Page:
Telecom Lead America: US District Court Judge Lucy Koh on Friday decided to strike $450.51 million from the jury’s $1 billion award to Apple in the Samsung patent case.
Koh, ordering a new trial to recalculate damages for 14 Samsung products including some Galaxy products, said jurors had not properly followed her instruction in calculating some of the damages.
In September 2012, the US jury found that the Korean company had copied critical features of iPhone and iPad and awarded Apple $1.049 billion in damages.
Though industry analysts predicted that the verdict could lead to an outright ban on sales of key Samsung products.
In December, Koh refused to order a sales ban on the products the jury found infringed Apple’s patents since Apple failed to prove the purloined technology is what drove consumers to buy a Samsung product instead of an Apple iPhone or iPad.
Against analysts’ expectations, the verdict in September did not impact Samsung’s market share. In fact, in January 2013, Samsung said its sold over 100 million Galaxy S devices in 2 years and 7 months after the first model launched in May 2010.
According to US District Court Judge, mistakes were in determining when Apple had first notified Samsung about the alleged violations of patents for its iPhone and iPad.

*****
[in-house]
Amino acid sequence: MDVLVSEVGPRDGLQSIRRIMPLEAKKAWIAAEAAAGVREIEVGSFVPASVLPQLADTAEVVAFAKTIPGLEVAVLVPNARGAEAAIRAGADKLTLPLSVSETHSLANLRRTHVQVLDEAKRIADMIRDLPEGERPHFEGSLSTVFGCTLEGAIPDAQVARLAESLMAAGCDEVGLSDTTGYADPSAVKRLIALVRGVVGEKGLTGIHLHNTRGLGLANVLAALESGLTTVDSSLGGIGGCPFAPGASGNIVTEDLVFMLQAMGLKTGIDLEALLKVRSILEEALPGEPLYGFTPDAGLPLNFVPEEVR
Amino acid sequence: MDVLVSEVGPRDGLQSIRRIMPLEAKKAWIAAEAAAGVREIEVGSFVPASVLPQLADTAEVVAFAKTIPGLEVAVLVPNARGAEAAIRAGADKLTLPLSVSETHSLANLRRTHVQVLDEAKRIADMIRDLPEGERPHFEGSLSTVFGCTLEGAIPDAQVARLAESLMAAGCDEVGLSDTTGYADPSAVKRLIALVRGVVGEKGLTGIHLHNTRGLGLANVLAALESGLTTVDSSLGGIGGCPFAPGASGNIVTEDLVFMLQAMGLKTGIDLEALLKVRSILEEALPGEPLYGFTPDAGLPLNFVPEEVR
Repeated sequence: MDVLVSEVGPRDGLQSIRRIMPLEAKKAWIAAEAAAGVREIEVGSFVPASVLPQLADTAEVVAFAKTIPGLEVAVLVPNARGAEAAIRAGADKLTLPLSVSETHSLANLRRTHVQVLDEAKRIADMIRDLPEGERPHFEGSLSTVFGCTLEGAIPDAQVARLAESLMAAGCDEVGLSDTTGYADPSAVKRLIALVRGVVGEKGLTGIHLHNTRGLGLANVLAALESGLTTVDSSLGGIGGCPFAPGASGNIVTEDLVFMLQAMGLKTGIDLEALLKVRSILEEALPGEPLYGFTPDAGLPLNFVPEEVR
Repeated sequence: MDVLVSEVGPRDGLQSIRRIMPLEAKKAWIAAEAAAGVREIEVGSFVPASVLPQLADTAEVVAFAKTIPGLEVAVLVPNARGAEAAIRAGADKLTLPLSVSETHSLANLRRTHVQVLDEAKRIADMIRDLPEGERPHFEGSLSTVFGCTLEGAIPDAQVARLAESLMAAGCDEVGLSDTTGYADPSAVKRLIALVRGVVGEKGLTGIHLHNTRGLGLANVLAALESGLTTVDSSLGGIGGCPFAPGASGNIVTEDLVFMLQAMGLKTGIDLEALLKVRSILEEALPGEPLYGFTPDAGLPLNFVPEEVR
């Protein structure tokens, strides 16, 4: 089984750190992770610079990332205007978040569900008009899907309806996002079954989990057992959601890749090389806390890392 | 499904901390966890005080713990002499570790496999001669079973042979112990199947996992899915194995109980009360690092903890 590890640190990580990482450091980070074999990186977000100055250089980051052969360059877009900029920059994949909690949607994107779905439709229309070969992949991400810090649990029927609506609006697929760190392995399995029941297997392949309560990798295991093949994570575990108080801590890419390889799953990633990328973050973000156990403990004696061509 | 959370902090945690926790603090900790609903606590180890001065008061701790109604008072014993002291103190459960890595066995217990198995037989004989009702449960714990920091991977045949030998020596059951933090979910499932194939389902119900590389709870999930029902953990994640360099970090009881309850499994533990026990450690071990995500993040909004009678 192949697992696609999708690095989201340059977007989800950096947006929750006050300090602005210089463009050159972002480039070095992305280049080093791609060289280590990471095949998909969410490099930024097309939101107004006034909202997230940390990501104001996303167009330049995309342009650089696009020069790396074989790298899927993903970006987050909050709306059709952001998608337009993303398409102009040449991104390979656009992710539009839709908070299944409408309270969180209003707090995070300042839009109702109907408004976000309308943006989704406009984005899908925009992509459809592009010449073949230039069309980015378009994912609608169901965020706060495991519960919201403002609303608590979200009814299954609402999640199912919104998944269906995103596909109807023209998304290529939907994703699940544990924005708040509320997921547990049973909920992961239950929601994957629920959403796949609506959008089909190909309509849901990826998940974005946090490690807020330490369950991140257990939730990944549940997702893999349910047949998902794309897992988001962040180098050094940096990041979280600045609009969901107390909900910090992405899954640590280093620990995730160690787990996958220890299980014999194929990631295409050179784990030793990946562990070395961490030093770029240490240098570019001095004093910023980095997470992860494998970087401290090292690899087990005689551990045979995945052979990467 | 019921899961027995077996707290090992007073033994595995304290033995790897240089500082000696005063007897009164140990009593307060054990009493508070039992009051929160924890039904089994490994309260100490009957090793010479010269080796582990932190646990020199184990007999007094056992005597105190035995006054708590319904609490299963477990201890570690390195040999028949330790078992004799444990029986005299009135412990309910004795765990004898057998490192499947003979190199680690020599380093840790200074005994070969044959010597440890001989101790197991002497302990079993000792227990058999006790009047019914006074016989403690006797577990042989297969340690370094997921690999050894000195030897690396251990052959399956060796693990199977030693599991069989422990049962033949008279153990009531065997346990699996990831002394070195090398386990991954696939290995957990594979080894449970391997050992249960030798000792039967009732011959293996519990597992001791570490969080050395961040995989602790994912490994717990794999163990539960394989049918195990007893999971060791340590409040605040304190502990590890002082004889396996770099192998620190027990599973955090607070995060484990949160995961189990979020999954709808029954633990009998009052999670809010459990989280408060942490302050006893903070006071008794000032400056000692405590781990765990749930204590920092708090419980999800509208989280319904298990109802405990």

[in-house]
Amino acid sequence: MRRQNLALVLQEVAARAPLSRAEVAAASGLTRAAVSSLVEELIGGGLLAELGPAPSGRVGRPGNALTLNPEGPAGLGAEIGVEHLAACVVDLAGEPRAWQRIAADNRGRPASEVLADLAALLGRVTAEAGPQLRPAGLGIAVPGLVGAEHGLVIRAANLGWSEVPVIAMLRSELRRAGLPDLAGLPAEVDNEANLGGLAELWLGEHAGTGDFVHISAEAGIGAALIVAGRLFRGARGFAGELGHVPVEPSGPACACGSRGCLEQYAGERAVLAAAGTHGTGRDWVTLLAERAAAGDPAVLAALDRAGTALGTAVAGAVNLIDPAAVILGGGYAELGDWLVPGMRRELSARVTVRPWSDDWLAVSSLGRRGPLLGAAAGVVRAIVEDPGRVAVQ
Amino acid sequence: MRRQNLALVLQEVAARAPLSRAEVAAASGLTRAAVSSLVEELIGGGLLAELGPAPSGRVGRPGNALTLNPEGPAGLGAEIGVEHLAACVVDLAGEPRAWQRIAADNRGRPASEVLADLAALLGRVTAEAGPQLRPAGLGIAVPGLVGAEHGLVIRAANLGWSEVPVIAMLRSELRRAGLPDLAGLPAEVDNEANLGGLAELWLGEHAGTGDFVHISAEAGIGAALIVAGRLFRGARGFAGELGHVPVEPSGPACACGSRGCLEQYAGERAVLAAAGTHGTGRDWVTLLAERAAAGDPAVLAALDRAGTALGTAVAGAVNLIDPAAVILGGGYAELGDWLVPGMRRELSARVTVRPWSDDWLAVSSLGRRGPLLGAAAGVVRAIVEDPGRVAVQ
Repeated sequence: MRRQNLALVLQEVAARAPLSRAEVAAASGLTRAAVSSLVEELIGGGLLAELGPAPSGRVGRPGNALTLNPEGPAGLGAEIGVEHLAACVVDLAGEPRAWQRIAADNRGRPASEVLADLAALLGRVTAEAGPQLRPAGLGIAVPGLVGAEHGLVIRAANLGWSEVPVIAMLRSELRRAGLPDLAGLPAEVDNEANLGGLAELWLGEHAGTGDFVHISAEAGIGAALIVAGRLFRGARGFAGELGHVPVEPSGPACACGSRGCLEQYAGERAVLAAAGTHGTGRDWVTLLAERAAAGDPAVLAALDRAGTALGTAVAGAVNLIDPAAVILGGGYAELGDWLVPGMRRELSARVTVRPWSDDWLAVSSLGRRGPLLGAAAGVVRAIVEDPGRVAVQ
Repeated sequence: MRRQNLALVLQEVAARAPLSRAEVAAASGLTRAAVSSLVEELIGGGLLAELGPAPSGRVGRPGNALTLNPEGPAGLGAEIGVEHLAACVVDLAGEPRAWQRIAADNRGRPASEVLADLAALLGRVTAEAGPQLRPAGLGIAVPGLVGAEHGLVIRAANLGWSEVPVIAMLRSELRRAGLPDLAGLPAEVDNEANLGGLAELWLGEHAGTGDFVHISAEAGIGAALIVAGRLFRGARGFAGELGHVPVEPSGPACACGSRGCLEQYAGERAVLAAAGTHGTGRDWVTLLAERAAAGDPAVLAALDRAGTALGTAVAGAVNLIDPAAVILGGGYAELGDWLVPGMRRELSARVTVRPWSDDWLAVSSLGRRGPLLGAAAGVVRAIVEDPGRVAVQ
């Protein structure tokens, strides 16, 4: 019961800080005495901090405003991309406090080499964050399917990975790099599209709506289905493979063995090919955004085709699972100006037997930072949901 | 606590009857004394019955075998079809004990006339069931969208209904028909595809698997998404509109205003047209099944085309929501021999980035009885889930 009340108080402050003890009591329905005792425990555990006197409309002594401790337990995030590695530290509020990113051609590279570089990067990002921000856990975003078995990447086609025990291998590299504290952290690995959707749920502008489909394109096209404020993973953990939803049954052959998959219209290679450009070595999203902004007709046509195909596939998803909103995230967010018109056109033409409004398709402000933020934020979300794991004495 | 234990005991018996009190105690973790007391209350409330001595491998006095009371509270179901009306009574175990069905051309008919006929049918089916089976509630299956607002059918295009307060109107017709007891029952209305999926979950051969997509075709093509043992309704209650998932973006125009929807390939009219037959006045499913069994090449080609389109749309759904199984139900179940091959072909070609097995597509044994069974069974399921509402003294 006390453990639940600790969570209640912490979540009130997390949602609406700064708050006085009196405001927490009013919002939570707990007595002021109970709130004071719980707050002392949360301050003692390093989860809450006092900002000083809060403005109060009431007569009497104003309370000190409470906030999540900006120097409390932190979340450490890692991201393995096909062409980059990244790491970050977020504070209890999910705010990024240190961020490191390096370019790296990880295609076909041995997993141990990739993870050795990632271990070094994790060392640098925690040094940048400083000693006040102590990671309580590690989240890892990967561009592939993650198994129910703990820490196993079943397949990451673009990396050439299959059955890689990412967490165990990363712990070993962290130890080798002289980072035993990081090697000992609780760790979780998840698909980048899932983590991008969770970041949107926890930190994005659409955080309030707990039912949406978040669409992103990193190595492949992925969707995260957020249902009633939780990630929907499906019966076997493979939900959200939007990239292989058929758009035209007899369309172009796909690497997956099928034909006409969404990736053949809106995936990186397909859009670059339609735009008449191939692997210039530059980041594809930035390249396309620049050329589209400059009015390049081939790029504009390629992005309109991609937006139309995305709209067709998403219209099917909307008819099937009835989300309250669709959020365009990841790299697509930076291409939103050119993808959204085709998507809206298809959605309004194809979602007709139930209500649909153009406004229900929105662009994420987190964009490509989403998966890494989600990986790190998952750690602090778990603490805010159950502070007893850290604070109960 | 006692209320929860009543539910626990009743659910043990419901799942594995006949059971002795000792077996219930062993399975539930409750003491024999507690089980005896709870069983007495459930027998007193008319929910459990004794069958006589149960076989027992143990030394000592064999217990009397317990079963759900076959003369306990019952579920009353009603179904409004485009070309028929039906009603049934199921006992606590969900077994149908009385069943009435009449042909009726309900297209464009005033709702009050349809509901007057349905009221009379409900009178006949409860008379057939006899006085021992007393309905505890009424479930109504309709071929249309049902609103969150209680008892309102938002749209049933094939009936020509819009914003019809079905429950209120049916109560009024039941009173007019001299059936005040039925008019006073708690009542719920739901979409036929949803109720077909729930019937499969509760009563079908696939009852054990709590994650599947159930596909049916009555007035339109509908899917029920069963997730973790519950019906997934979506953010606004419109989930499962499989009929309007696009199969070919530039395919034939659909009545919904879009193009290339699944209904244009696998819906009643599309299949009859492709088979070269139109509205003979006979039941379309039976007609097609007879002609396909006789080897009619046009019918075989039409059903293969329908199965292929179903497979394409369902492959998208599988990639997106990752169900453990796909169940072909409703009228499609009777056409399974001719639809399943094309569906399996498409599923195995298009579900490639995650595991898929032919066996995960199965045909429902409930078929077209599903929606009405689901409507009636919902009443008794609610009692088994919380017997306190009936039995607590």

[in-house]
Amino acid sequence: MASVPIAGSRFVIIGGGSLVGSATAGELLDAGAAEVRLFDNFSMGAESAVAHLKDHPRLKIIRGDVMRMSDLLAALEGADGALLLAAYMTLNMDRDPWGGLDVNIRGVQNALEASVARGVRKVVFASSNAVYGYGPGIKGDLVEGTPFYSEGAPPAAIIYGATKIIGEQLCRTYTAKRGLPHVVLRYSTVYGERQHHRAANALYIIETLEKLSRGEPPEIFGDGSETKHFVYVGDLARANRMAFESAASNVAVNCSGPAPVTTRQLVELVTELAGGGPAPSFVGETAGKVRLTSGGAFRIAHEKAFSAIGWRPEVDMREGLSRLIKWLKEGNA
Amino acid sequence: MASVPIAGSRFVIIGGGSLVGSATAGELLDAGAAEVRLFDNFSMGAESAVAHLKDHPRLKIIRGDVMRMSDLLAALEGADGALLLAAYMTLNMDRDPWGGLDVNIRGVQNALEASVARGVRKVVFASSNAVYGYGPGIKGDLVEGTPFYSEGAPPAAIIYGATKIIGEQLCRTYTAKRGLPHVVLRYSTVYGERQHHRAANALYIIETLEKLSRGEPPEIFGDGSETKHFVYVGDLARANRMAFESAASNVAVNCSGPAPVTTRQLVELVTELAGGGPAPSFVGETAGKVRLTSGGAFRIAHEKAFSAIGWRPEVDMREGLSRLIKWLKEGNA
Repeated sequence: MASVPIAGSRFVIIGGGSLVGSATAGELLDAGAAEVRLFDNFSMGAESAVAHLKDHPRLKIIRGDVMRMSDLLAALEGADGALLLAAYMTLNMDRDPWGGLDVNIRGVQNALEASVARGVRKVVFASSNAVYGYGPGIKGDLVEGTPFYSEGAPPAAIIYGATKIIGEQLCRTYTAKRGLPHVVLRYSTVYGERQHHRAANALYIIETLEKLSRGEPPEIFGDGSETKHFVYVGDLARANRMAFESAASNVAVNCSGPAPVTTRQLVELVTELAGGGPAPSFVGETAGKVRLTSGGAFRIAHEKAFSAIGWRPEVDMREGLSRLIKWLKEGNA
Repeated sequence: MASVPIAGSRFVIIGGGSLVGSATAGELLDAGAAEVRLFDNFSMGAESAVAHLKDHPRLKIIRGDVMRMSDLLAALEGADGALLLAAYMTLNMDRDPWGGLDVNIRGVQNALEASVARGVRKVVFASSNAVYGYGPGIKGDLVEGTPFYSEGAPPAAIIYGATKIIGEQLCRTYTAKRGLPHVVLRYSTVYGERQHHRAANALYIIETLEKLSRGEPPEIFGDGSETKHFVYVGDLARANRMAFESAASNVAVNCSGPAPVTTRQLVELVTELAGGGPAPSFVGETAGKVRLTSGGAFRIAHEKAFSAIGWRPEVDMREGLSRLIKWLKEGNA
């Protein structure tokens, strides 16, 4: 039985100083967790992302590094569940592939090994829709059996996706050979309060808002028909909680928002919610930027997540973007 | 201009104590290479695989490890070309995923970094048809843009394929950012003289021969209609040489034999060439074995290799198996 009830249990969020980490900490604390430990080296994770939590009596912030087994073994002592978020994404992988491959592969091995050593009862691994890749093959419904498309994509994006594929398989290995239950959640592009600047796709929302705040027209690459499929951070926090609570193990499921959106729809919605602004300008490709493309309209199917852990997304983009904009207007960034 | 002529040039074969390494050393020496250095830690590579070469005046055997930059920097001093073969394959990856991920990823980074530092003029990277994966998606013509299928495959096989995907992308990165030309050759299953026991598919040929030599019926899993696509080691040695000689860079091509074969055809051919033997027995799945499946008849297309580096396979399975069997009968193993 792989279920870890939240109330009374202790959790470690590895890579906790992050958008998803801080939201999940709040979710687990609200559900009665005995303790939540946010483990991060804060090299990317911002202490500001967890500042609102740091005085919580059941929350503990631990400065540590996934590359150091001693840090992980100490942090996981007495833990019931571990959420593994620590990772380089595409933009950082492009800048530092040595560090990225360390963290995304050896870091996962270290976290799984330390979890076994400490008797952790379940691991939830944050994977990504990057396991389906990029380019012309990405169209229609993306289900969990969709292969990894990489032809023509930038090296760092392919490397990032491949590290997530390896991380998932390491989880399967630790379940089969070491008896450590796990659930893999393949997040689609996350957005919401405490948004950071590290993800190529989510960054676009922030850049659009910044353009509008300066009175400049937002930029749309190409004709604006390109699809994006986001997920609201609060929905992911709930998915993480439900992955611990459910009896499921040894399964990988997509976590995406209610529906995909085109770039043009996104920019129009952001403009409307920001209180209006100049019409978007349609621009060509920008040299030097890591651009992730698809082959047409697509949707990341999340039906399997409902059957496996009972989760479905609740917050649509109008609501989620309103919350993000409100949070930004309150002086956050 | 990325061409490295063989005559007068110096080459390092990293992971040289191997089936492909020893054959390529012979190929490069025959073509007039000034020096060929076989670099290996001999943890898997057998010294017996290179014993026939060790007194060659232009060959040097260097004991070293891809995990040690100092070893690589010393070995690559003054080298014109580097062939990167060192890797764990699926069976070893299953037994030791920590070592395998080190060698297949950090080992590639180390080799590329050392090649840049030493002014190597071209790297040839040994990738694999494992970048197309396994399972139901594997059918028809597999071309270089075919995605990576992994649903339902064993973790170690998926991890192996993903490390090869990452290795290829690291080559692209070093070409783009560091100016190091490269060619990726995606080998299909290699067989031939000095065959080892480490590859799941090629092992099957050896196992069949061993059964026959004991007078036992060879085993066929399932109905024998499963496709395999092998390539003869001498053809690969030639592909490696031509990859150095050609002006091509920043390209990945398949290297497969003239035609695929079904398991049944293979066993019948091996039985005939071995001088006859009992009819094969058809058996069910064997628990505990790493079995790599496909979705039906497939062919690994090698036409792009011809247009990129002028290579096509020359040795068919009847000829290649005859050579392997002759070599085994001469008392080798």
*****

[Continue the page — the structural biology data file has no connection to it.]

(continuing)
Samsung spokeswoman Lauren Restuccia said: “We are pleased that the court decided to strike $450,514,650 from the jury’s award. Samsung intends to seek further review as to the remaining award.
Apple declined to comment on the Koh’s ruling.
The Friday’s ruling reduced Samsung Electronics’ bill to just under $599 million. The tab will probably increase after the appeals of both companies are resolved.
Apple is seeking more damages, while Samsung is looking for complete dismissal of the case in the US Court of Appeals for the Federal Circuit, the Washington, DC-based court that handles all patent appeals.
According to IDC, Samsung is leading the smartphone and mobile phone market in Q4 2012. Samsung’s market share in smartphone business in 2012 was 30.4 percent against Apple’s 19.4 percent. Samsung will continue to rely on Android as its primary operating system.